A leadership theory that proposes that effective group performance depends upon the proper match between a leader's style of interacting with his or her followers and the degree to which the situation allows the leader to control and influence
Fiedler Contingency Model
A questionnaire that measured whether a leader was task or relationship oriented
Lease-Preferred co-worker questionnaire
One of Fiedler's situational contigencies that described the degree of confidence, trust, and respect employees had for their leader
Leader-Member relations
One of Fiedler's Situational contingencies that described the degree to which job assignments were formalized and procedurized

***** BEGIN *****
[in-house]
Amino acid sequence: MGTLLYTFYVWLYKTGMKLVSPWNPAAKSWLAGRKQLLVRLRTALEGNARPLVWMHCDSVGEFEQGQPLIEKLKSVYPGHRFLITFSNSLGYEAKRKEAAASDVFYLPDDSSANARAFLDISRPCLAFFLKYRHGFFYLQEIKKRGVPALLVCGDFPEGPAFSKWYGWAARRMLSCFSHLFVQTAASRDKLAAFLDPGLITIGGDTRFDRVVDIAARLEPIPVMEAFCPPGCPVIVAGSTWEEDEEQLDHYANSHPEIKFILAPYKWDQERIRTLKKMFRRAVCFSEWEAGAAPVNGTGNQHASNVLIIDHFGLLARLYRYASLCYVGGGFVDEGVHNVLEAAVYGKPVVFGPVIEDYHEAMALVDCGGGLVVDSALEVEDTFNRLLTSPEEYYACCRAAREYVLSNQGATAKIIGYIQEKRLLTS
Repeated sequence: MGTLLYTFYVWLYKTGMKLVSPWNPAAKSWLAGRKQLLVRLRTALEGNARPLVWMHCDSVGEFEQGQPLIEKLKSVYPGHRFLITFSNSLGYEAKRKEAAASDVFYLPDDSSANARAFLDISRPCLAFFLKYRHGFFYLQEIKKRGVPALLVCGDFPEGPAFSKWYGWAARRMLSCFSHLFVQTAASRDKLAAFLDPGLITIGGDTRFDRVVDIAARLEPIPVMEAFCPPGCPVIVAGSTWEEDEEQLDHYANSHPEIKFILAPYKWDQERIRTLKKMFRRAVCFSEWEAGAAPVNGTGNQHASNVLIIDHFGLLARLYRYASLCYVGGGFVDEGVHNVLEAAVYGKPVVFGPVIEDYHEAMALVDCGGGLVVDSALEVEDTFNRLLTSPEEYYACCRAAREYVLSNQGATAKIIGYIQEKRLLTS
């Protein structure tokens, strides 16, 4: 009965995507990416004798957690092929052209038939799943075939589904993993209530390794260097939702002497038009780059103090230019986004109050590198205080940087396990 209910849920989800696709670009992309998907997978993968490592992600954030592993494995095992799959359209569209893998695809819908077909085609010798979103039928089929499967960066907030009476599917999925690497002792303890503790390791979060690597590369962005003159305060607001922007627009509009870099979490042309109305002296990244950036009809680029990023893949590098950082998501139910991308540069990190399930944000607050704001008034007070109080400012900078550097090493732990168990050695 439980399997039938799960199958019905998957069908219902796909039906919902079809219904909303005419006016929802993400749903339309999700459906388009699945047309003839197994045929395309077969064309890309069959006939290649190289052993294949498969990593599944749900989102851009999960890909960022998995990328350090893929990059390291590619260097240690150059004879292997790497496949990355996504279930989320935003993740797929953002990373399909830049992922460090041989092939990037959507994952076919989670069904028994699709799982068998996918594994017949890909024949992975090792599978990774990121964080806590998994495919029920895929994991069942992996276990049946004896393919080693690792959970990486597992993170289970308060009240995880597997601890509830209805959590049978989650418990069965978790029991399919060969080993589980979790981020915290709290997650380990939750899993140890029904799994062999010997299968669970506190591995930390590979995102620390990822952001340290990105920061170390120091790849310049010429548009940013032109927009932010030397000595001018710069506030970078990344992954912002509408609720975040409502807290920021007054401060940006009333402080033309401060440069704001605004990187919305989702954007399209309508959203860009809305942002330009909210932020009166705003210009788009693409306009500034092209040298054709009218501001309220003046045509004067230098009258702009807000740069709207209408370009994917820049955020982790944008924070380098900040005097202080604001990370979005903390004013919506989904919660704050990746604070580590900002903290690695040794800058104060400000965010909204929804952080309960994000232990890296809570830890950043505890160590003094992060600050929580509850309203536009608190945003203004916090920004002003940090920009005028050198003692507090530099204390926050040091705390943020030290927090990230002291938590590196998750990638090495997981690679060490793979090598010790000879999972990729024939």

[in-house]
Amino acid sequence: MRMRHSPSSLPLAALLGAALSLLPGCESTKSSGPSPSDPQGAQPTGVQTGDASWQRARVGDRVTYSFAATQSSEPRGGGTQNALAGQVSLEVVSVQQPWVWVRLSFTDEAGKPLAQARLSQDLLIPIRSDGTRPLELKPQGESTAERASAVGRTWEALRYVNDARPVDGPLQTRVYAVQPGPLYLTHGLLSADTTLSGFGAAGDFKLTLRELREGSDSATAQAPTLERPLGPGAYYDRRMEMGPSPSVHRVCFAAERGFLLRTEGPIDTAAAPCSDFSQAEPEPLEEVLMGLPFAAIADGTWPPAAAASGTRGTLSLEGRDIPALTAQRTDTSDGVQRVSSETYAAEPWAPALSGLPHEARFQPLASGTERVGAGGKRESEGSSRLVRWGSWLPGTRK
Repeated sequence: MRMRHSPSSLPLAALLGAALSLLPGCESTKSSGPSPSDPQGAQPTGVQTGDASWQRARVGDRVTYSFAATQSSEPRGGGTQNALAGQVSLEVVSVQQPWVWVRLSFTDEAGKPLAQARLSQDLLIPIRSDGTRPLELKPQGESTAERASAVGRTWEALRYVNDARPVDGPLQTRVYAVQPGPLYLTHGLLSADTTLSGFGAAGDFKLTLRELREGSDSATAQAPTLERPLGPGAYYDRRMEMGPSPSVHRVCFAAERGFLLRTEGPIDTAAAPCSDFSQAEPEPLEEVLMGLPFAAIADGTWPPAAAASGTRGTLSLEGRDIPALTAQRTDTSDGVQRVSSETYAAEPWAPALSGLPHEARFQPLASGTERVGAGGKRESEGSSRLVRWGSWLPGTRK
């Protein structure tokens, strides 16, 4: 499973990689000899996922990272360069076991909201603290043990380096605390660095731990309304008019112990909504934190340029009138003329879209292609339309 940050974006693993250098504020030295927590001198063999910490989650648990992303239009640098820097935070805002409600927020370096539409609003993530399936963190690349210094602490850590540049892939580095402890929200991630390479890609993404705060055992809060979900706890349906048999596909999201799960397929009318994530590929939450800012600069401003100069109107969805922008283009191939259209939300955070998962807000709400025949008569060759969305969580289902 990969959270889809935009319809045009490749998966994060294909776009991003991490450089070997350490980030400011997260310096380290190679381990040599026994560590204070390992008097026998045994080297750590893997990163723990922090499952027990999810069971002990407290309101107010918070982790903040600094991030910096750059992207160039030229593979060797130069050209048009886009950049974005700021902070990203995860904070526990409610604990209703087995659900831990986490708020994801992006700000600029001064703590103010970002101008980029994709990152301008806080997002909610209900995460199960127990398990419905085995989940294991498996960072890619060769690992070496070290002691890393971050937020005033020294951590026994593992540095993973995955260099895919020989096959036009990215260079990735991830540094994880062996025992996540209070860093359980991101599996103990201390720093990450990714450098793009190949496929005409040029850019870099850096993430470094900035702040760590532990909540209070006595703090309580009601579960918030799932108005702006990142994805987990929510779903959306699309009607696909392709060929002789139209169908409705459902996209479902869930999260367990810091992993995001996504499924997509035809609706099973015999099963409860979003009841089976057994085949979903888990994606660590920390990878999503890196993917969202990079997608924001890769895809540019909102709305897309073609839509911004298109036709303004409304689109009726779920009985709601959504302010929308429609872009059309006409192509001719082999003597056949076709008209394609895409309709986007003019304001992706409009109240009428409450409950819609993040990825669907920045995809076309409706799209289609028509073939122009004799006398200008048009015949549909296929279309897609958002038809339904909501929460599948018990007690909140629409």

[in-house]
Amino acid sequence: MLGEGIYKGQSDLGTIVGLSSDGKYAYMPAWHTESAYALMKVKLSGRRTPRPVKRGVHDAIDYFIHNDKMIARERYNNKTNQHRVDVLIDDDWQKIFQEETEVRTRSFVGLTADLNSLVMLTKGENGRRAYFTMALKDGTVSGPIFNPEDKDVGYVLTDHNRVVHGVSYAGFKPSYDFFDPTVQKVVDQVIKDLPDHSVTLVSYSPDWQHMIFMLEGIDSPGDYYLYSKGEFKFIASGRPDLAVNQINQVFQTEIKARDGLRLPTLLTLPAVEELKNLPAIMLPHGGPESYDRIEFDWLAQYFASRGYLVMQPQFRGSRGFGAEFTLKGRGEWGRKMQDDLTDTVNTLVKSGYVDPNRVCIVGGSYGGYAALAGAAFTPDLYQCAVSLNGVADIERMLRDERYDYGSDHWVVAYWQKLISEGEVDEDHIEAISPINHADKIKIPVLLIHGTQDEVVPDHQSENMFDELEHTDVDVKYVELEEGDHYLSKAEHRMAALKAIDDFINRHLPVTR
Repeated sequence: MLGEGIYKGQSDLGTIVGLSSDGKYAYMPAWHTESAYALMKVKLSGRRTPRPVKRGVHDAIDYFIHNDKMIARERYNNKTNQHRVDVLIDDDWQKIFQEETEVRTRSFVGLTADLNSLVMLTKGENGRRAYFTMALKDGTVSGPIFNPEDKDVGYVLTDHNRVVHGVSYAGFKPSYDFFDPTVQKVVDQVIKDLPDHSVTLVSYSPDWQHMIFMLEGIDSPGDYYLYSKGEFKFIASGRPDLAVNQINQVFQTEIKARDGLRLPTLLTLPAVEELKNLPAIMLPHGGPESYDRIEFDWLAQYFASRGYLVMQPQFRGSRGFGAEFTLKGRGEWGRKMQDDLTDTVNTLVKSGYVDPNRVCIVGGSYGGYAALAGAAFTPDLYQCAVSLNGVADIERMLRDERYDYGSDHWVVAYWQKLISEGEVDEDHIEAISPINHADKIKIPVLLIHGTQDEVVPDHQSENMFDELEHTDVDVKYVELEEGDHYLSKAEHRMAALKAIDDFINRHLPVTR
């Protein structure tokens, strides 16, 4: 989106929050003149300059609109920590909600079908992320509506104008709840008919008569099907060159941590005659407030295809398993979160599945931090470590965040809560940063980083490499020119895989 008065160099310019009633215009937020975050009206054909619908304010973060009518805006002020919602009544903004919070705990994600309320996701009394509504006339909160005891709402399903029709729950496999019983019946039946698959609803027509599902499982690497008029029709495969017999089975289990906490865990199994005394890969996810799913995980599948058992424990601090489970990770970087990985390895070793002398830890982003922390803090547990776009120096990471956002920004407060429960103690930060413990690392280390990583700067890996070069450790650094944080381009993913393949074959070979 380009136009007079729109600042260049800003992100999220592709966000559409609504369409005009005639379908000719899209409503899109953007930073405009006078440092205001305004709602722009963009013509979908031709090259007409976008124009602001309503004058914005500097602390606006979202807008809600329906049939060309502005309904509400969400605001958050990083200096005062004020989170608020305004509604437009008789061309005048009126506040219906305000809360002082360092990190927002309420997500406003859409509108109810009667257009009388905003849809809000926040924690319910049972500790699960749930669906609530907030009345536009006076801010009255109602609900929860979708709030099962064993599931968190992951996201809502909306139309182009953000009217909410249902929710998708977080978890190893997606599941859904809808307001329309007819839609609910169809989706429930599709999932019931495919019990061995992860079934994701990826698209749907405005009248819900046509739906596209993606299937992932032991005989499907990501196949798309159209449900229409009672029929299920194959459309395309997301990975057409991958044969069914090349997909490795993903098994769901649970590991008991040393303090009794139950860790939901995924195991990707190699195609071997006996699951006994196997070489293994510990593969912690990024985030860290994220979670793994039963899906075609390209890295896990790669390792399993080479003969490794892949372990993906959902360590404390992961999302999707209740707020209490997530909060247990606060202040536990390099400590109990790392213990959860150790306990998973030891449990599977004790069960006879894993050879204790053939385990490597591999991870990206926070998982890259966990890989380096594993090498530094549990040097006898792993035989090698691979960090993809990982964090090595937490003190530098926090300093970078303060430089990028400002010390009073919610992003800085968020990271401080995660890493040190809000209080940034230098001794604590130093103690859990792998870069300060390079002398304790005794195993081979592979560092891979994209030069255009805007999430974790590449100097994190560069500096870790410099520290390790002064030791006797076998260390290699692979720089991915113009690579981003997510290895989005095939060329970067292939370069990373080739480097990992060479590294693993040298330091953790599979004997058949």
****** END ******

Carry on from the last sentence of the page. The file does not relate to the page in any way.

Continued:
Task Structure
One of Fiedler's situational contingencies that described the degree of influence a leader had over powerbased sctivities such as hiring, firing, discipline, promotions, and salary increases
position power
Leaders that quide or motivate their followers in the direction of established goals by clarifying role and task requirements
transactional leaders
leaders who provide individualized consideration and intellectual stimulation, and who possess charisma
transformational leaders
An enthusiastic, self-confident leader whose personality and actions influence people to behave in cerain ways
charismatic leader
the design, operationd, and control of the transformation process that converts resources inot finished goods or services
Operations Management
A series of international quality management standards that set uniform guidelines for processes to ensure that products conform to customer requirements
ISO 9000
A quality standard that establishes a goal of no more than 3.4 defects per million parts or procedures
Six Sigma